September 30, 2014

The Price Is Too High, Will Keep Going Up

A report from China Daily. “China will abolish all home purchase restrictions in the next 12 months and cut at least one policy rate in the first half of 2015 or before, said Shen Minggao, head of China research with Citigroup Inc. ‘Look around the world. No country keeps monetary policy unchanged when a correction starts in the property sector,’ Shen said in an interview. Most people agree that China’s property market is cooling, but they are divided about how the government should react. Some said more easing would further inflate the property bubble and lead to a systemic financial crisis. ‘Sure, there is a bubble, but the bubble does not have to burst now,’ Shen said.”

The Australian. “Sydney couple Daniel Yuen and Hua Ping Xu recently purchased a two-bedroom apartment in inner-city Sydney, and Mrs Xu said while prices were ‘ridiculous’ she had confidence in the market. ‘Honestly, my husband and I still believe the market will keep going up, we definitely think the price is too high, which means a lot of first-home buyers will struggle to afford to buy, but it is what it is,’ she said.”

“The couple paid $885,000 for the apartment in the Mezzo development in Glebe, but haven’t decided whether they will move into the unit once it’s completed.”

Today Online on Singapore. “With more than 20,000 non-landed private homes expected to be completed in each of the next two years, yields are expected to be further compressed. Vacancy rates of non-landed private homes have already been rising for five straight quarters to 8.3 per cent in the second quarter of this year. ‘We have noticed that many people are choosing to rent first and hoping that prices will come down later on. They sell off their properties and rent before getting their next home. We are also seeing people signing shorter leases because they are hoping for rents to come down,’ said Mr Chris Koh, director of property firm Chris International. ‘What we are facing now is oversupply that’s going to put a toll on the market because tenants will be spoilt for choice.’”

The Malaysian Reserve. “Iskandar Malaysia, the main southern development corridor in Johor, is seeing the formation of a housing bubble as a result of Chinese developers that have been flooding the property market with masses of projects. RHB property analyst Loong Kok Wen said the formation of a bubble could be seen in Iskandar Malaysia.”

“‘We could see a formation of a bubble as property agents are offered 5% to 8% of commission from the usual 2% to sell the property. The ones that are not doing so well are the high-rise properties in which there is oversupply by the Chinese developers, which has led to a supply glut,’ said Loong. Loong, however, cautioned that it is not necessary property prices will fall as the ability of the Chinese developers to hold on to the property will be dependent on their financial strength.”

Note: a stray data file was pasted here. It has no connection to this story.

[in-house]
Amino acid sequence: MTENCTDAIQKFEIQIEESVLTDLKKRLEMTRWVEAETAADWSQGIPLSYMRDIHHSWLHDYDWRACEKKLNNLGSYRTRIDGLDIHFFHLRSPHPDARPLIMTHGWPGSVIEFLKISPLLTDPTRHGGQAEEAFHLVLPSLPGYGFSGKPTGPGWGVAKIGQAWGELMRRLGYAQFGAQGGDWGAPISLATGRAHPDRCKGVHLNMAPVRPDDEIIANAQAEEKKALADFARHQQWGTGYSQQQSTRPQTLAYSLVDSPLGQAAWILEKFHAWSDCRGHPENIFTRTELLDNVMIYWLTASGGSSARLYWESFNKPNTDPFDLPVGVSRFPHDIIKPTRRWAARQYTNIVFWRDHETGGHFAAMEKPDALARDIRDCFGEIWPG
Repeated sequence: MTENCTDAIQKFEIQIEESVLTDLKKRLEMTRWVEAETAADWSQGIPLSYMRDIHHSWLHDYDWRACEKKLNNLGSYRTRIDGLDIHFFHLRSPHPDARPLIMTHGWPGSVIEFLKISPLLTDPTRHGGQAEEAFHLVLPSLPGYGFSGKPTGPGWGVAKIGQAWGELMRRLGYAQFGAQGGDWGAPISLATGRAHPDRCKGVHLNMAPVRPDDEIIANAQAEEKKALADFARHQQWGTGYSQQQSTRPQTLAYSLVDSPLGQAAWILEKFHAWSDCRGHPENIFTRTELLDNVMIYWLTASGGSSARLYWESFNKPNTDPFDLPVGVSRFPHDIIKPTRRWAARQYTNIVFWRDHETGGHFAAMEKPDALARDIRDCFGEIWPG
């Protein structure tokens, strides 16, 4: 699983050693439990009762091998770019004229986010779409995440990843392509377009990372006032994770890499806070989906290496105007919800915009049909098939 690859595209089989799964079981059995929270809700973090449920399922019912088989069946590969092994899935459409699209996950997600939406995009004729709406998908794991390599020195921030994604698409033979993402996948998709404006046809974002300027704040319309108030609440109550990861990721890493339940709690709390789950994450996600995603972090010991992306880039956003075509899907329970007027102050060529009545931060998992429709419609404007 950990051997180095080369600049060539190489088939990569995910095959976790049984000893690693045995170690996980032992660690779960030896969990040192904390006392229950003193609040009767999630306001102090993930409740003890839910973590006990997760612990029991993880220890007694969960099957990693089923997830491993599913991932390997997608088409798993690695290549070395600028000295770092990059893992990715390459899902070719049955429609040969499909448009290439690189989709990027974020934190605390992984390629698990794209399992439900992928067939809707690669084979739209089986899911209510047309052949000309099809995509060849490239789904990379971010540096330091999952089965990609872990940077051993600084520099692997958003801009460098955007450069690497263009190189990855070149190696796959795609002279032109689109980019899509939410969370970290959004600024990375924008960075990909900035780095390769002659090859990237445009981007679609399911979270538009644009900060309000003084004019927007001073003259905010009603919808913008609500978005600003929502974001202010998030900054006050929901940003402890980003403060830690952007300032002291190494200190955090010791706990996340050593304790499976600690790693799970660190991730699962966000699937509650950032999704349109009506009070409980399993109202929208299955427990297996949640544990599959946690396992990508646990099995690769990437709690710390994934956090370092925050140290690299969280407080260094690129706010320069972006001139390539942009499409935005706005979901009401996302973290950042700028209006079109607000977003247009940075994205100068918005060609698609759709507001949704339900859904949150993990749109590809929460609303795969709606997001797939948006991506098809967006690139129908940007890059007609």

And from AFP. “Ireland is mounting a spirited fightback from economic collapse but as recovery takes hold, a housing shortage has sparked talk of another dangerous property bubble. Despite almost two years of trying to find a family home with her husband and their young baby, Karen Creed has been unable to find an affordable and suitable property. ‘I’ve witnessed panic bids taking place on a first viewing and I got so caught up in the panic at one point that I was going to put a deposit on a house before I had even seen plans or stepped inside a show house,’ she told AFP.”

The Telegraph. “On a global level, growth is being steadily drowned under a rising tide of debt. The conclusion of the latest ‘Geneva Report,’ an annual assessment informed by a top drawer conference of leading decision makers and economic thinkers of the big challenges facing the global economy, aptly titled ‘Deleveraging? What Deleveraging?,’ points out that far from paying down debt since the financial crisis of 2008/9, the world economy as a whole has in fact geared up even further.”

“Reduced mortgage finance during the banking crisis temporarily succeeded in capping and partially reversing the growth in UK household debt. Yet with a reviving housing market, these reductions may have come to an end. In the meantime, the government has been piling on borrowings like topsy. The UK remains the fourth most highly indebted major economy in the world after Japan, Sweden and Canada, with total non financial debt of 276pc of GDP. The US is not far behind with debt of 264pc of GDP.”

“The real stand-out is China, which since the crisis began has seen debt spiral from a very manageable 140pc of GDP to 220pc and rising. The speed of the increase, combined with the fact that it is largely private sector debt, makes a hard landing virtually inevitable. The only way the world can keep growing, it would appear, is by piling on debt.”

Bits Bucket for September 30, 2014

Post off-topic ideas, links, and Craigslist finds here.